You know, the reality is that there have been other, very significant, changes. We’ve combined the Chinese department on to the same site, which has been a big plus. And we’ve made the aviation department more independent, which was a logical move for us. The Centre for the Study of Islam and Other Faiths has the potential to make an enormous impact in the church and the world. There’s been an incredible amount of change.
One of the more controversial changes has been the loss of the residential model of training. But we’ve gained a wonderful, modern, functional facility. God has blessed us with this light, airy, welcoming place that people actually want to hang around in. The reality is that we’re living in an image-based culture, with more part-time rather than full-time students. So having an attractive facility closer to where many potential students live is a real blessing.
The college just celebrated turning ninety. Age is a mixed thing. On the one hand, it signals that we’re safe, reliable, trustworthy, unflinching in our commitment to world mission. These are things we have a responsibility to maintain. But on the other hand, it also means that we’ve been around a long time, and we can appear and feel weary. We all agreed the college needed rejuvenation.
That begs the question, which change are you most proud of?
In many ways the things I’ve already mentioned are externals. The real strength of a college is in its faculty. I’m proud of the men and women who are serving at MST. They take personal godliness seriously, love and submit to the Scriptures, and have the necessary clarity about the Gospel. Those are things that we can never take for granted.
What about those people who say that you’ve also made the college more Anglican?
I don’t think that’s true at all. I’ve worked hard to maintain the college’s interdenominational character. That’s part of its history. And it’s one of the things I personally enjoy most about the place. But two out of the three latest appointments to faculty have been Anglican. I would have preferred if they were Baptist, Church of Christ and Brethren, but the reality is that you have to go with the best qualified applicant, otherwise you’re not doing the college or the students any favours. Really, denominational affiliation plays no part in making appointments. And, finally, they were Council appointments—it’s not just up to me.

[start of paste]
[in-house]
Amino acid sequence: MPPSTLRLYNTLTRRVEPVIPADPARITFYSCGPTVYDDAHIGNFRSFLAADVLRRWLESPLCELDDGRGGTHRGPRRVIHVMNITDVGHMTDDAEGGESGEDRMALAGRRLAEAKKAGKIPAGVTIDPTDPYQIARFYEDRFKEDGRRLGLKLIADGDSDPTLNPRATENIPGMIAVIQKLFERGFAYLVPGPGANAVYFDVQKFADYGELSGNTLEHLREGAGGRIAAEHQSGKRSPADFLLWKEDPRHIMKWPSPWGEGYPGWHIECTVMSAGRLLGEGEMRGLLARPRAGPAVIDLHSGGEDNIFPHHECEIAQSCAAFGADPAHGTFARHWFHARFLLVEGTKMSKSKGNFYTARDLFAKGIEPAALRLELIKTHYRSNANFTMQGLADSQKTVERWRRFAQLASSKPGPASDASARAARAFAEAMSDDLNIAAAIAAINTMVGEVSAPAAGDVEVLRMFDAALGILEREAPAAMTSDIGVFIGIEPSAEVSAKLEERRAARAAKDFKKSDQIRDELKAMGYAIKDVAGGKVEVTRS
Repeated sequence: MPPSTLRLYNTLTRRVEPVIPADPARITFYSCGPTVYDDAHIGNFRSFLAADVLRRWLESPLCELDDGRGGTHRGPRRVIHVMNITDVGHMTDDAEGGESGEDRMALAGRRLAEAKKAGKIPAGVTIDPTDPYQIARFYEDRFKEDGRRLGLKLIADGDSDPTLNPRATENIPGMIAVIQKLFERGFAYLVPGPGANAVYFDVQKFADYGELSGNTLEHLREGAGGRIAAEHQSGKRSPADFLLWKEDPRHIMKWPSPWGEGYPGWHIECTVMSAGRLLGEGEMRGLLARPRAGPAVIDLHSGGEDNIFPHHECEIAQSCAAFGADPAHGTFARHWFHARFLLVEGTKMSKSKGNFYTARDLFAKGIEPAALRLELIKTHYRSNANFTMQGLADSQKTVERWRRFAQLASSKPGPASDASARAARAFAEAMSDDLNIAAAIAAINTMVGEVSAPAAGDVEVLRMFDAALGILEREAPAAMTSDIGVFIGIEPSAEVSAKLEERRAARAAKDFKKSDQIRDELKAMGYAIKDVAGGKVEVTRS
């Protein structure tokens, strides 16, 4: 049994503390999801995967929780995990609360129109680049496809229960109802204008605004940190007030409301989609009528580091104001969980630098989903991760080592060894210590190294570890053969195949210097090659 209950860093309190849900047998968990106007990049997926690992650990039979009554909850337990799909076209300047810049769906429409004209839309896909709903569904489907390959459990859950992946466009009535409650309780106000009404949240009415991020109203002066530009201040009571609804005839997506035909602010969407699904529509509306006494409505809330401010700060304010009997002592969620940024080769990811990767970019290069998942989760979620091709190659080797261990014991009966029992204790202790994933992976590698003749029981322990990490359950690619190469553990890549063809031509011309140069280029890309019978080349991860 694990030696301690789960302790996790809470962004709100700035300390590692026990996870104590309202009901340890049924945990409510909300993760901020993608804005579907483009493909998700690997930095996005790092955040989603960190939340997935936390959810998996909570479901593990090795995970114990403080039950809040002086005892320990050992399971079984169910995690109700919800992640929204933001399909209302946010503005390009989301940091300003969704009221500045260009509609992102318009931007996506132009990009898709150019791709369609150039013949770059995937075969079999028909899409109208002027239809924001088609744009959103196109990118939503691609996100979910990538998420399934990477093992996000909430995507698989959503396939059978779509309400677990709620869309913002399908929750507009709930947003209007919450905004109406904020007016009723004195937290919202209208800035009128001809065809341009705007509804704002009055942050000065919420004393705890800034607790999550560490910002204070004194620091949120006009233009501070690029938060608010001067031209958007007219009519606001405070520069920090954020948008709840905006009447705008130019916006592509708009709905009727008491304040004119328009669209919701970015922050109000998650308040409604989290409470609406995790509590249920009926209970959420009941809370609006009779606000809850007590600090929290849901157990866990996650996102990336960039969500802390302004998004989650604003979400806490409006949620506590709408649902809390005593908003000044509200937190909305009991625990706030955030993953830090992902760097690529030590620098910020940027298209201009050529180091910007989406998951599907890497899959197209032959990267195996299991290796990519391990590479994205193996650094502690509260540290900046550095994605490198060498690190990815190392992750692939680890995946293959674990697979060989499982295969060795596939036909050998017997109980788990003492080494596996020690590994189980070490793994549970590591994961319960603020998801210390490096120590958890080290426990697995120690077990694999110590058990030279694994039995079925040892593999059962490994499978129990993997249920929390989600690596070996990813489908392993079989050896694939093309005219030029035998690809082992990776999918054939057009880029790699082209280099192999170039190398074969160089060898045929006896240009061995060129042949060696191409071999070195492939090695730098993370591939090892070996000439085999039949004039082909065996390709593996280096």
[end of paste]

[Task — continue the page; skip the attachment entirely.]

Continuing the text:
I mean the same thing could be said about our faculty’s gender balance. We esteem women in ministry and in leadership, but again, we have a duty to go with the most qualified applicants.
The other thing that we’ve tried to do is to lower the age profile of our faculty. So all three of our latest appointments are under 40, and have either recently completed or are completing their doctoral work.
It seems like you’re leaving MST in good shape. What sort of person do you think the college needs next?
Well, it’s not up to me to decide! You can have two basic types of principal: either the preaching, teaching type, who will give the college a wider profile; or you can have a manager who is gifted, and finds enjoyment in, the administration and many issues to do with just running a college well. They got the former when they appointed me. It would be ideal if you could get both in the one person, but I think they are pretty rare!
And what’s next for Mike Raiter?
I would like to focus more on preaching and teaching. As a family, we would prefer to stay in Melbourne. We’ve really come to love this city. We’ve made friends and formed good networks—including among the EFAC types. We have a daughter about to enter Year 11 (senior high) and so it would be good not to move, for her sake. But you know, we’re open to overseas work. I’d need a lot of persuading to pursue parish ministry in Sydney. I mean, they have large and full colleges there, and the Gospel needs in Melbourne and other cities seem so much greater. We’ll wait and see what God has in store for us.
Mike, thanks for talking with us. I’m sure you’ll have many friends in the wider EFAC family praying for a good next step for you, and for MST.

Update. The Revd Tim Meyers has been appointed Principal of MST commencing in 2012.

I wish I could say that I have had a deep and life-long relationship with the Reverend Doctor John Stott and that his work has long influenced my thinking about scripture and church doctrine. Even better, I wish I could call him a friend. But alas, it is not so. However, I think I can safely say that John Stott would have happily considered me a sister in Christ and accepted my heart-felt appreciation for his life’s work and witness. He strikes me to have been a kind man, who somehow managed to write in a fashion that intertwined academic rigour with human warmth,
kindness and genuine humility. I find this a striking combination and indeed, as striking as the manner in which Jesus himself interprets the truth of scripture in the gospels. The Reverend Stott had a gift for speaking the truth in love and I consider him to have been a great blessing to the body of Christ.